Central Otago : a Family Guide

Central Otago

A family guide to Central Otago

Are you planning to go on a vacation in Central Otago with your loved ones? If your answer is yes, then you will surely find the family guide below useful. You will find the must-visit places here when you read on the following article. 

There are just three routes between Dunedin on the east coast of the South Island, and the Southern Lakes area of NZ. All these routes take from 3 1/2 - 4 hours driving and pass through the wild, rugged landscape of Central Otago. All three offer spectacular and remote views - golden tussock, weird and stark giant rock formations, rivers, quiet roads and goldmining relics.

The Pig Route

Two of your routes follow what is known as the 'Pig Route', along State Highway 85, and only deviating, if you're driving TO Dunedin, at a junction just past Ranfurly.  From here, the Middlemarch route is probably more scenic and avoids more of the main highway.  This is the quieter but just slightly longer route, following large portions of the Otago Central Railtrail.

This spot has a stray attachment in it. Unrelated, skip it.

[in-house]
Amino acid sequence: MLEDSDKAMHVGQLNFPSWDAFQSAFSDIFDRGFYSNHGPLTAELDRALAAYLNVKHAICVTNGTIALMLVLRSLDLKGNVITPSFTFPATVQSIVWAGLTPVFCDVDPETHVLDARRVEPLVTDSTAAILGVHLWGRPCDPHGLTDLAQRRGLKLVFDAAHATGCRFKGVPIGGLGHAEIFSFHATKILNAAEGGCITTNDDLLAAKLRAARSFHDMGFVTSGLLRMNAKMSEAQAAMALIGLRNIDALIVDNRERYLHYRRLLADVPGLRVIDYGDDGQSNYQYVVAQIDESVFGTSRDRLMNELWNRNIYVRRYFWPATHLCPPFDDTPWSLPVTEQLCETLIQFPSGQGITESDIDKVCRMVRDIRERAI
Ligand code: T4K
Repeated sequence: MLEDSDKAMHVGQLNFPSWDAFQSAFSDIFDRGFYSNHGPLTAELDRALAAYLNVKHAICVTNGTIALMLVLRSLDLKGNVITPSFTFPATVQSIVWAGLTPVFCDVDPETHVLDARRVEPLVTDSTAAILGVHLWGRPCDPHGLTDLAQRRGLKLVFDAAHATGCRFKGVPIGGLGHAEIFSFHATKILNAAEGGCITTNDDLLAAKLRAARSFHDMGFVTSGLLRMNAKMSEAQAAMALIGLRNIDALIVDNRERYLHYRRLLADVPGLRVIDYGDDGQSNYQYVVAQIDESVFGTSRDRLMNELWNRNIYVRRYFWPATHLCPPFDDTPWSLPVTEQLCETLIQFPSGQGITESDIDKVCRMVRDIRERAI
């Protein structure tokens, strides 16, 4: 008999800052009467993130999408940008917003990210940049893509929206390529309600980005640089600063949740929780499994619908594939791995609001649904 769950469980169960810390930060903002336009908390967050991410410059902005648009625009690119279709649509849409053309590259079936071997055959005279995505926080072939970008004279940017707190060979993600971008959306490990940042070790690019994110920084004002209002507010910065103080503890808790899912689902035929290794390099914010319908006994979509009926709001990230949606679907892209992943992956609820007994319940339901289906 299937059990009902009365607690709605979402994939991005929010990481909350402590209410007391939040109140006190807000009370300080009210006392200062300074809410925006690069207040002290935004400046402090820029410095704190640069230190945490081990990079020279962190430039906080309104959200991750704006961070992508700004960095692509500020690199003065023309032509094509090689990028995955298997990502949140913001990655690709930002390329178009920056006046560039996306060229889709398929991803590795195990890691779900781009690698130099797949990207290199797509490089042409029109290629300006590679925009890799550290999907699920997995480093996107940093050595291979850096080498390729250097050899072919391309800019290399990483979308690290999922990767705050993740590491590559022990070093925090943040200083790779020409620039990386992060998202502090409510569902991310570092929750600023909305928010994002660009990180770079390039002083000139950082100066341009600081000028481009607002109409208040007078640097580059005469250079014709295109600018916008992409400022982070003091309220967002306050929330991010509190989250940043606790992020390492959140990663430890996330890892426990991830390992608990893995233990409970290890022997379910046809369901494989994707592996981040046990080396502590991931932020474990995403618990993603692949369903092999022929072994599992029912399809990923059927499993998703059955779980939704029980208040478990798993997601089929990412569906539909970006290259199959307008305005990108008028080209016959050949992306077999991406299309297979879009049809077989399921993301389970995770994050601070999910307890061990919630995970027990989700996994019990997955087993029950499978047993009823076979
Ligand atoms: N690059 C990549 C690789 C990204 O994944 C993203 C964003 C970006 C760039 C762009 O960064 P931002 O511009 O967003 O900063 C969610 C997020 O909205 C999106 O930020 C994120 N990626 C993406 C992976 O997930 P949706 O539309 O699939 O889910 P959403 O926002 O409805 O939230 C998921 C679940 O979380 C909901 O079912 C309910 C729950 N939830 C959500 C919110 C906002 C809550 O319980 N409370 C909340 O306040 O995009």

Maniototo Valley - this stunning and desolate region takes in the historic goldmining townships of Naseby and St Bathans, just off the main highway, but an easy and worthwhile diversion.  Naseby is one of Otago's most charming gold rush settlements and has good family accommodation and activities.  It's set on the edge of a forest that is a mountain bikers' paradise - with easy and hard tracks, none venturing too far from the main street, it's easy to go and play, and dip down to the cafe for a quick refresher.    In winter Naseby gains fame for its outdoor ice rink.  The rink offers ice skating, curling and luging.  Year-round Naseby now also has an indoor curling rink, so bring the family and have a go at the Scottish passtime!  Nearby St Bathans is most famous for its incredible Blue Lake.  This was created during goldmining days through the efforts of miners sluicing and dredging for gold.   The lake is a stunning blue colour and around 70m deep - a very popular swim hole in summer.
Other highlights include simply the drive itself, and your travel through Rail Trail country towns - Middlemarch, Wedderburn and the Art Deco township of Ranfurly. 

State Highway 8

This route is slightly more direct and takes you along the gorgeous Clutha River that flows out of Lake Wanaka and all the way to the east coast.   The Roxburgh area is the best viewing point for the Clutha River, with Roxburgh Village just off the main road  and also the famous Roxburgh Dam (the earliest of NZ's hydroelectric projects).  There's a very pleasant, 5km river bank track that passes historic cottages and old bridges.